In a paella pan or a deep frying-pan, heat the olive oil. Fry the garlic split into two until golden, transfer to a plate leaving the oil in the pan. Sauté the strips of pepper in the same pan until lightly browned and tender then remove to the plate. In the same pan fry the blood sausage and chorizo slices for 5 minutes or so, turning them, then the bacon and continue to fry for 5 minutes or so until crispy. Transfer to the plate. Using the same oil add the water, then stir in the semolina with a pinch of salt. Use a metal spatula to turn the semolina as its cooks over a medium heat, pushing, scraping and thickens too much. It is ready when it has turned a golden colour, turning constantly, adding more water if it has a toasty smell, tastes of bread and has become quite elastic. This takes about 30 – 40 minutes. Once done, remove from the heat and share between individual dishes or arrange on one large serving plate, garnishing with all the fried ingredients on top. Serve with a plate of olives on the side.

The perfect Autumn escape. •

Plaza de España, 16. Vejer de la Frontera • Tel. 34 956 447 730


November 7th - November 20th 2018

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November 7th - November 20th 2018

Arrieros, Sierra de Aracena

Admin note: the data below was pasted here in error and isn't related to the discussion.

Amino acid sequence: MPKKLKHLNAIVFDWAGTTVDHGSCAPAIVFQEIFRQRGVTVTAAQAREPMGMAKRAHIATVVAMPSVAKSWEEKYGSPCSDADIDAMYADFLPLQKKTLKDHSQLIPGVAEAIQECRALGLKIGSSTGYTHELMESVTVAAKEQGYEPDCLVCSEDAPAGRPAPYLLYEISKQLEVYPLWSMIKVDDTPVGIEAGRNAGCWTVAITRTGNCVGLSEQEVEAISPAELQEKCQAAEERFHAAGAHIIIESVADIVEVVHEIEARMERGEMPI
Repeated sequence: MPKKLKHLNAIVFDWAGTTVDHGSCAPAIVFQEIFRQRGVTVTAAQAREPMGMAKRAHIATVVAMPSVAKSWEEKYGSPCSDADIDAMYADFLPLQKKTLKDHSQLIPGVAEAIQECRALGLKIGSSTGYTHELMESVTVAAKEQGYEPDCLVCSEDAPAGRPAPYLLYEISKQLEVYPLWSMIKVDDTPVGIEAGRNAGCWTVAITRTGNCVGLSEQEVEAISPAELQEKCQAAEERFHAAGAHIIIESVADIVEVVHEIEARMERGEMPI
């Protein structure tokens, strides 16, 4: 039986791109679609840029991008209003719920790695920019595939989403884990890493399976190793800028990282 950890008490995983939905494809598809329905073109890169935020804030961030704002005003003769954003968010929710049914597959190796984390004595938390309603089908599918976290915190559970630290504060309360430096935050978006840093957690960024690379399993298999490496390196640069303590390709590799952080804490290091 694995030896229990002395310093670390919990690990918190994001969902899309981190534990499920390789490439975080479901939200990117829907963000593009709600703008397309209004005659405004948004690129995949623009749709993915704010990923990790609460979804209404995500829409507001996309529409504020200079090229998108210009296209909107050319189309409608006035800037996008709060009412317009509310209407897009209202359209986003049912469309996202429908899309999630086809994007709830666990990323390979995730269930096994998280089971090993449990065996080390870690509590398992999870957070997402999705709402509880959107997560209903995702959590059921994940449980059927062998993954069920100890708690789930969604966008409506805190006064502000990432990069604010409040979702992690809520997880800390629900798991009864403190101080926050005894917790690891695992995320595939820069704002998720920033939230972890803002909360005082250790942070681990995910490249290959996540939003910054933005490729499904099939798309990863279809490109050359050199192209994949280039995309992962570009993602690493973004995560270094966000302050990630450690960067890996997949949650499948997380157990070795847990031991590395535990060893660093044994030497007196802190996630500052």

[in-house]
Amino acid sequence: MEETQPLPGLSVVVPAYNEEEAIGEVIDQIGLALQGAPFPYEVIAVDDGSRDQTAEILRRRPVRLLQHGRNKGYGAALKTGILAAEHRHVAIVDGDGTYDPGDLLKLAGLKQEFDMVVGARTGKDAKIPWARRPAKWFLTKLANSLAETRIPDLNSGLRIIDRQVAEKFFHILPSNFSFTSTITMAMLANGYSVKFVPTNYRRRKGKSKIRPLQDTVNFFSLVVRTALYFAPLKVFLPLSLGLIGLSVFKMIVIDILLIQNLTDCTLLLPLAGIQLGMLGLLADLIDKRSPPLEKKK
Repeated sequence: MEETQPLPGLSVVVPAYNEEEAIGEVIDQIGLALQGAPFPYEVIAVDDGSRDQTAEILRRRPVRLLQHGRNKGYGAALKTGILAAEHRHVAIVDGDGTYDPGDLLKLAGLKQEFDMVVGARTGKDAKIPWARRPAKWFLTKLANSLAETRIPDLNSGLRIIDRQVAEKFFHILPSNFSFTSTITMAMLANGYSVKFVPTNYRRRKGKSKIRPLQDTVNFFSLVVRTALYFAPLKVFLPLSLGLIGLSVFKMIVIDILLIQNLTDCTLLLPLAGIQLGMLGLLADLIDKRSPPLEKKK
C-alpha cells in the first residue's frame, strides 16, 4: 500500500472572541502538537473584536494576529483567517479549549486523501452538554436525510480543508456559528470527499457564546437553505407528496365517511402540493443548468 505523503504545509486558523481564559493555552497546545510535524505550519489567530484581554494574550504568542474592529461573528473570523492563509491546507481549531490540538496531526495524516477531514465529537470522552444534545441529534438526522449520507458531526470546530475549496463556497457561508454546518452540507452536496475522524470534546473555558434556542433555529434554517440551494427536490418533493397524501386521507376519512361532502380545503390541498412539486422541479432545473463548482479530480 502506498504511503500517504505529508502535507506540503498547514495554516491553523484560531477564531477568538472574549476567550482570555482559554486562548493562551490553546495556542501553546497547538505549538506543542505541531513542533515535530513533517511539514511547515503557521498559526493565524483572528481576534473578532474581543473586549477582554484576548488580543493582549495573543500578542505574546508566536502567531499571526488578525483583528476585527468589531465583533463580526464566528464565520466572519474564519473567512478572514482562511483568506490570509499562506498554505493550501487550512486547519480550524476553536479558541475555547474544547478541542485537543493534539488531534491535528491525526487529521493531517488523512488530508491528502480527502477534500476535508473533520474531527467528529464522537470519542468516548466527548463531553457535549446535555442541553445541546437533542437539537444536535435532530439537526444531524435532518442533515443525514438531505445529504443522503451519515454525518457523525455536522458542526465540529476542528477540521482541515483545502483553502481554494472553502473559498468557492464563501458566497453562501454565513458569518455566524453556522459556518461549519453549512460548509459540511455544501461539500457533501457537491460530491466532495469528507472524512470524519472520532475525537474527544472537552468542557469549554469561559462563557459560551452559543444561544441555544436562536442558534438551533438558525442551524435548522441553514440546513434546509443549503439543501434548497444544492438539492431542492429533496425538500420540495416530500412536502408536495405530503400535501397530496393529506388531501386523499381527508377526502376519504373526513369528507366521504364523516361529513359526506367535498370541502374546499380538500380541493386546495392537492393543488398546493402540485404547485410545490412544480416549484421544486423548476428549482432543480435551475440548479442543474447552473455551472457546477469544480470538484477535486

hef Luismi López and his wife, Adela Ortiz, are seated at their local café carved out of a former bull-ring. Above towers the village church and downhill stretches a web of cobbled streets and whitewashed houses. “Linares only has about 300 inhabitants” Luismi points out, “So our clients come from nearby towns like Aracena and Alájar. They dress up smartly to come for dinner - it’s an occasion.” Arrieros is a rustic-chic restaurant that flows onto a flowery terrace. Outside, neighbours’ chit-chat and church bells vie with a cacophony of hundreds of birds nurtured by the surrounding nature reserve. The verdant woodlands are also famously home to Iberian pigs which end up as superlative solomillo or jamón ibérico so it is no surprise that Luismi loves cooking with pork. “Things have changed in the village since I grew up here” he continues. “As a child we ate lamb, kid goat, brains and liver - now I want to revive goat and offal, it’s something we have lost.” Adela, elegant and energetic, tells

Marinated Iberian pork with raisin Presa Ibérica en escabeche con cuscouscous/ cus de pasas

This is a real muscle-building dish as you need to work energetically to the semolina moving while it is cook keep made from stale breadcrumbs or ing. It was originally a poor man’s dish balls of flour and wate r dough. That version survives elsewhere, but the supe round here, often served in Almería’srior semolina migas are a local passion bars as a small tapa.

Serves 4